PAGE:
A chimney sweep’s job is to remove soot and other blockages. Then, he’ll check the chimney’s exterior and smoke chamber to determine what repairs are needed. Once the job is complete, the chimney sweep will provide recommendations for proper maintenance and operation of your fireplace. Before the winter months arrive, you should schedule an appointment with your chimney sweep to prevent damage caused by the cold. Read on for more information on the importance of scheduling a chimney sweep inspection.
Home inspectors are not trained to do an inspection of a chimney, so they’re not as knowledgeable about the details of this vital part of a home. They often don’t understand the nuances of a chimney and may miss major problems. An inspection of the chimney sweep is crucial to a buyer’s peace of mind, and it may even save you a lot of money. When a chimney sweep is hired, they’ll also often negotiate on price to ensure that you’re getting the best value.
A Level 2 inspection will include a video scan with closed circuit cameras to provide a better view of the inside of a chimney. This method allows technicians to view hard-to-reach areas and may even make it easier to access the attic and basement of a home. Depending on your particular situation, you may need a Level 3 inspection, which requires the chimney sweep to remove and destroy any materials attached to it. The technician will then clean up all debris before leaving your home.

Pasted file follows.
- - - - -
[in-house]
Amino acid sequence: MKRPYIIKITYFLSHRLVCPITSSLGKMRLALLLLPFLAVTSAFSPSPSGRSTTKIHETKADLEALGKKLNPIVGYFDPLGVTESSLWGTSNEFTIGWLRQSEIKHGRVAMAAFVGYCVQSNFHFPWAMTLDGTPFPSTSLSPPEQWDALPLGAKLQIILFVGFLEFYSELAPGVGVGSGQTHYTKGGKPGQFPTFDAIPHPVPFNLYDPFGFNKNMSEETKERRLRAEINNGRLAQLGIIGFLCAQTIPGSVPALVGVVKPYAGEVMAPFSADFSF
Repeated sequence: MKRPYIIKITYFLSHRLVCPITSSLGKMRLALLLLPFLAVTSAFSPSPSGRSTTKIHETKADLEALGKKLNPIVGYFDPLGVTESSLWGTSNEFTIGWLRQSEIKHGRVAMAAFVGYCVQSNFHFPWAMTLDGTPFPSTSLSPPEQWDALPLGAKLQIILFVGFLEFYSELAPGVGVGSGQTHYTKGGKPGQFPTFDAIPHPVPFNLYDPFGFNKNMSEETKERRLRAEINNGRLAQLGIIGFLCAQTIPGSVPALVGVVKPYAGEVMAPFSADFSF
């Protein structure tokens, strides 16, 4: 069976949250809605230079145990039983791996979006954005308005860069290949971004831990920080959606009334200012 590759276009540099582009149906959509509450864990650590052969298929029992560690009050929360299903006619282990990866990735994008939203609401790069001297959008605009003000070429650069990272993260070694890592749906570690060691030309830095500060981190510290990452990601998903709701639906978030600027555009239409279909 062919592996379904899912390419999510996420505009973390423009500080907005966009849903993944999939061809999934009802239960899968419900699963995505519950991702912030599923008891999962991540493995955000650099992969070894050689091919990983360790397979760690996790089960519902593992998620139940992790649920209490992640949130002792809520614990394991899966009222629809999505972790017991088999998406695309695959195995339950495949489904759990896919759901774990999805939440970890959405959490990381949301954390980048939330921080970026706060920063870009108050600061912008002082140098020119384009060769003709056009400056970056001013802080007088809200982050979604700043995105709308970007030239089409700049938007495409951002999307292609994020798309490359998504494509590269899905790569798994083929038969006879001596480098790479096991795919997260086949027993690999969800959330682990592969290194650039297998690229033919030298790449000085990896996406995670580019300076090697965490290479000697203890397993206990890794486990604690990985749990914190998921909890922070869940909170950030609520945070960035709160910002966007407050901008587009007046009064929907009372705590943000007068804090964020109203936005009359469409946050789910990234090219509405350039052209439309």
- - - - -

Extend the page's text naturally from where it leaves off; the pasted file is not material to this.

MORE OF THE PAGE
The first step in becoming a chimney sweep is getting certified by the CSIA. These programs offer comprehensive training in chimney sweeping and repair, as well as ethics, customer service, and industry regulations. CSIA sweeps are required to pass a two-part exam, the first of which tests knowledge of the trade and the codes governing chimney safety and operation. The second exam focuses on the International Residential Code. CSIA sweeps must complete continuing education credits every three years.
In another case, an association hired a chimney sweep to clean the chimneys in 294 units. The sweep was required to clean and inspect all chimneys and attached appliances in accordance with NFPA 211. However, the unit owner had replaced the original fireplace doors with after-market ones, blocking the air flow around the prefabricated fireplace. As a result, the fireplace overheated and sparked the wood members.